of the form (2.15) where the measurement points are either nonuniformly distributed on X2
or xi = x(n)i are deterministic quantities (see, for instance, Nychka & Cox , O’Sullivan
). For conditions on the design density see Munk .
3. Regularization methods. We now review some basic notions of regularization theory.
3.1. Regularized estimators. Recall Halmos’ spectral theorem from §2.1. For a self-adjointoperator A : D(A) → H and a bounded, measurable function Φ : σ(A) → R one defines an operatorΦ(A) ∈ L(H) by
Φ(A) = U∗MΦ(ρ)U, (3.1)7
(see e.g. Taylor ). The mapping Φ 7→ Φ(A), called the functional calculus at A, is an algebrahomomorphism from the algebra of bounded measurable functions on σ(A) to the algebra L(H)of bounded linear operators on H, and
‖Φ(A)‖ ≤ supλ∈σ(A)
with equality if Φ is continuous. We will construct estimators of the input function by regulariza-tion methods of the form
fα,σ = Φα(K∗K)K∗Y. (3.3)
Here Φα : σ(K∗K) → R is a collection of bounded filter functions approximating the unboundedfunction t 7→ 1
t on σ(K∗K), which are parametrized by a regularization parameter α > 0.A particular example of a regularization method of the form (3.3) is the spectral cut-off esti-
mator (also known as truncated singular value decomposition) described by the functions
ΦSCα (t) :=
t−1, t ≥ α,0, t < α.
As explained in the introduction, we will focus on regularization methods which can be imple-mented without explicit knowledge of the spectral decomposition of the operator K∗K. Thisincludes both implicit methods such as Tikhonov regularization (Φα(t) = (α + t)−1), iteratedTikhonov regularization and Lardy’s method, which involve the inversion of an operator and ex-plicit methods such as Landweber iteration (Φ1/(k+1)(t) =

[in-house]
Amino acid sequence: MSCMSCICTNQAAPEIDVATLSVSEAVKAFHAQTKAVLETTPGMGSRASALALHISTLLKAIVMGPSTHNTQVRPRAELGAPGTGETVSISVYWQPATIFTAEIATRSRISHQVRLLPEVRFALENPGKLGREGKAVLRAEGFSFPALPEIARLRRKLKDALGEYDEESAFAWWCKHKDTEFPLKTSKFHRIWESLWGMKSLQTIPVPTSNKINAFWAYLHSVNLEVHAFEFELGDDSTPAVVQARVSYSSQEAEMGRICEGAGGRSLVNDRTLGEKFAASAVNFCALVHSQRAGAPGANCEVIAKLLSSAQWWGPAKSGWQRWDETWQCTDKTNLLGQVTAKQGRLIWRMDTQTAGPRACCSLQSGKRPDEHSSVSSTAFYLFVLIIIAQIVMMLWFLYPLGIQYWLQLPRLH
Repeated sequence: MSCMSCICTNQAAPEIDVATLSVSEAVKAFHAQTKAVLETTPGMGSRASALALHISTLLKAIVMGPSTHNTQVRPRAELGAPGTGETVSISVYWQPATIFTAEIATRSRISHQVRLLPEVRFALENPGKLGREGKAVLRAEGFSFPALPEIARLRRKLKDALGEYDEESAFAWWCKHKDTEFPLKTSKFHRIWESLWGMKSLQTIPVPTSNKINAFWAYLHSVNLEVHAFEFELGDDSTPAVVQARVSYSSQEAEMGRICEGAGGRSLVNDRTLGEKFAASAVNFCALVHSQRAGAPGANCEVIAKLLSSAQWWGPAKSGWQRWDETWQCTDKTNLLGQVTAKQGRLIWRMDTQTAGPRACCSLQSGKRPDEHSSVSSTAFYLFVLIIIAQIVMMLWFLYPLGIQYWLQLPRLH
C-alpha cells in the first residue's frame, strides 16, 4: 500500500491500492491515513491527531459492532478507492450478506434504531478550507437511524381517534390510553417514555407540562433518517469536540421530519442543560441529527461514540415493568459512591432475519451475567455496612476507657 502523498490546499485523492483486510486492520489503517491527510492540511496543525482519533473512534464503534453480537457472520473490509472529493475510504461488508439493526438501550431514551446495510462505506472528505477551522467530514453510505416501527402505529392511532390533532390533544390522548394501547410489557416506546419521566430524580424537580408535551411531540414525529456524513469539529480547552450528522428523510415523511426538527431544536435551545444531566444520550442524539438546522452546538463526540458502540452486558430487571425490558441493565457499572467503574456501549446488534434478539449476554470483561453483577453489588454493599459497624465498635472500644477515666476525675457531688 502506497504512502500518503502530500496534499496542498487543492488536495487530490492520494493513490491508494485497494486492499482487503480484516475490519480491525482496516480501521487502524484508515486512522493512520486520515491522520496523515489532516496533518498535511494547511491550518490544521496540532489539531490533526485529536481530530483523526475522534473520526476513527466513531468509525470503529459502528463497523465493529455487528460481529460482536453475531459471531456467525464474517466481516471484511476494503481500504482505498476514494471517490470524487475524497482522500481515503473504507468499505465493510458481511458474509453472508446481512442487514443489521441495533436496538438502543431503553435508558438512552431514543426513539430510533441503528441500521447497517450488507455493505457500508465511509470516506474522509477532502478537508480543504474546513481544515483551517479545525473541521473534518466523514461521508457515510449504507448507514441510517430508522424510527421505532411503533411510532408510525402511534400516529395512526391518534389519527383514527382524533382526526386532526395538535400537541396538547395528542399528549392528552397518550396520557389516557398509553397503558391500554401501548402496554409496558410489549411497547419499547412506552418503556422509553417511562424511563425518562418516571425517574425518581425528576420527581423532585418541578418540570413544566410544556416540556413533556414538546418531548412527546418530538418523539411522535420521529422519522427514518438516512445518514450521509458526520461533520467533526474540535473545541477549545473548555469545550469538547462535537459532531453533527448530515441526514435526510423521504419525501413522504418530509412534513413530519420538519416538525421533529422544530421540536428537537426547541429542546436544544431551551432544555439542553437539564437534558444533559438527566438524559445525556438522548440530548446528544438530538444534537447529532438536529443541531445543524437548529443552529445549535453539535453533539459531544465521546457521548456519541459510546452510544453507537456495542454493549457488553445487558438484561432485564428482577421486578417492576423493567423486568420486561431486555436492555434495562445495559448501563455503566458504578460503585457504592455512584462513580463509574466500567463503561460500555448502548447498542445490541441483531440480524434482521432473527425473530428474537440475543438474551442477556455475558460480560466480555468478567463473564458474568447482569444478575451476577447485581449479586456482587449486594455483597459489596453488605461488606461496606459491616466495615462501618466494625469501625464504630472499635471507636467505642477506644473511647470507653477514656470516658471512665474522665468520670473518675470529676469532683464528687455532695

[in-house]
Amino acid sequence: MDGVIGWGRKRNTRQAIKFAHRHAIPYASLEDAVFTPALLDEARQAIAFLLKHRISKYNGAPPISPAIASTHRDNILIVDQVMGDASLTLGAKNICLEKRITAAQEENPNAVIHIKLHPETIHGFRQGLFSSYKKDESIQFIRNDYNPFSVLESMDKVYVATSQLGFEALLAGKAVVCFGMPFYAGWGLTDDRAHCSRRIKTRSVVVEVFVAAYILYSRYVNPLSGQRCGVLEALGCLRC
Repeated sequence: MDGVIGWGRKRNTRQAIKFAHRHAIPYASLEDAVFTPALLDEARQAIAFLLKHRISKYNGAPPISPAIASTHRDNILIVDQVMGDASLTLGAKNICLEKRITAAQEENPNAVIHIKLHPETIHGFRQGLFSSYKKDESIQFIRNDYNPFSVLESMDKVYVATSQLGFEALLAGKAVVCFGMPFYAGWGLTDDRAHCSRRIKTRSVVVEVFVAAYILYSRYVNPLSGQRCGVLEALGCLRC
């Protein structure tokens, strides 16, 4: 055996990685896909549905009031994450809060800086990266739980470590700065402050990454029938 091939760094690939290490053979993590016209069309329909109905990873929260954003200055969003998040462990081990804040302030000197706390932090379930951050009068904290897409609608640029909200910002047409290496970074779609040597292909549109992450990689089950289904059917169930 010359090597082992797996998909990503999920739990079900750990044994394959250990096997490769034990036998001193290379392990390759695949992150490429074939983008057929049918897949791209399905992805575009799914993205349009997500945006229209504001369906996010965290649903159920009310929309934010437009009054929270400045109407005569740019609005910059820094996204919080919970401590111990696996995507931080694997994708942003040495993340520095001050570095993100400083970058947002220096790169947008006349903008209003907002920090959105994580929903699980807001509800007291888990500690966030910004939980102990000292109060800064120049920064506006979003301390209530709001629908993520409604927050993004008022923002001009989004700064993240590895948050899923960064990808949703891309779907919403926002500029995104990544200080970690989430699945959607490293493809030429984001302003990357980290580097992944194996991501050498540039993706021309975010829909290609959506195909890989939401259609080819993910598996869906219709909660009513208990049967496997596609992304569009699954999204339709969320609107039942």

∑k−1j=0 (1−βt)j where β ∈ (0, ‖K∗K‖−2
is a step-length parameter) and ν-methods, which require only matrix-vector products in a discretesetting. For a derivation and discussion of these methods we refer to the monograph .
3.2. Smoothness classes. We will measure the smoothness of the input function f relativeto the smoothing properties of K in terms of source conditions: Let Λ : [0,∞) → [0,∞) be acontinuous, strictly increasing function with Λ(0) = 0, and assume that there exists a “source”w ∈ H1 such that
f = Λ(K∗K)w. (3.4)
The set of all f satisfying this condition with ‖w‖H1 ≤ w, w > 0 will be denoted by FΛ,w,K∗K :=Λ(K∗K)w : w ∈ H1, ‖w‖ ≤ w. We will shortly write FΛ,w := FΛ,w,K∗K if there is no ambiguity.The most common choice, which is usually appropriate for finitely smoothing operators K is